Preface: Revolutionary developments which took place in the previous decade have transformed cryptography from a semi-scientific discipline to a respectable field in theoretical Computer Science. In particular, concepts such as computational indistinguishability, pseudorandomness and zero-knowledge interactive proofs were introduced, and classical notions as secure encryption and unforgeable signatures were placed on sound grounds.
Our intention was to write a book that presents the basic concepts, definitions and results in cryptography. In a first burst of energy, most of the material appearing in these fragments was written, but since then very little progress has been done. Thus, I see it preferable to place these fragments in public domain rather than wait till the original plan is completed.
These fragments contain a first draft for three major chapters and an introduction chapter. The three chapters are the chapters on computational difficulty (or one-way functions), pseudorandom generators and zero-knowledge. These chapters are quite complete with the exception that the zero-knowledge chapter misses the planned section on non-interactive zero-knowledge. However, none of these chapters has been carefully proofread and I expect them to be full of various mistakes ranging from spelling and grammatical mistakes to minor technical inaccuracies. I hope and believe that they are no fatal mistakes, but I cannot guarantee this either.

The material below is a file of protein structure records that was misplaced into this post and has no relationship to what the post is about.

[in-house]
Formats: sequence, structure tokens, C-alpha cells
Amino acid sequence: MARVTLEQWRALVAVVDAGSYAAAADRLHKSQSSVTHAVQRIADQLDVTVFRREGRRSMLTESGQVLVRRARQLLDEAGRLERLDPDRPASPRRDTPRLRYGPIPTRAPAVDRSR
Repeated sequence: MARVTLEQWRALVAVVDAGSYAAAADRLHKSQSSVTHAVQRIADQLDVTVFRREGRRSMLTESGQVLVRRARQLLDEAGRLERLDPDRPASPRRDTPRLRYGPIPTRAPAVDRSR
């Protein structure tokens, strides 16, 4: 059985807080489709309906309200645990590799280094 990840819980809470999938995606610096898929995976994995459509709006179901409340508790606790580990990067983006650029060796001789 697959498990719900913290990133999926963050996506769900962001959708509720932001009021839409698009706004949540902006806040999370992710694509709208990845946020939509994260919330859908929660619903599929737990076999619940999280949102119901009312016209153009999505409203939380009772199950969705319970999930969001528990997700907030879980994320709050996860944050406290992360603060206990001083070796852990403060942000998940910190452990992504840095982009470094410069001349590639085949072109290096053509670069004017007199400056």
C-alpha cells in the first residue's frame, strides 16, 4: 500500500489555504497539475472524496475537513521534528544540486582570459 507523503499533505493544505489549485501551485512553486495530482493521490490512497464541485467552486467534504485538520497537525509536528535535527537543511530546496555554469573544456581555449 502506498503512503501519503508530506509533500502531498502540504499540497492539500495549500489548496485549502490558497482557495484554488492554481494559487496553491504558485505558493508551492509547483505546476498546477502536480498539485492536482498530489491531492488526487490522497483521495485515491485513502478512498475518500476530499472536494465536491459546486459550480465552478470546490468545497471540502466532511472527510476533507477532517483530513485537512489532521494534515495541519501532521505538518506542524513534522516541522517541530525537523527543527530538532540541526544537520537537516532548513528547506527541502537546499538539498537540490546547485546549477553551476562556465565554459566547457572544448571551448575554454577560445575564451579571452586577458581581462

In addition, the fragments contain an old annotated list of references (compiled mostly in February 1989). Again, I feel that something incomplete is better than nothing.
Tel-Aviv, February 1995.
Organization: The following postscript files are available on-line
Additional material can be found in my Lecture Notes on Foundations of Crptography (1989).
See also errors in the fragments and news regarding the fragments (updated 2/96).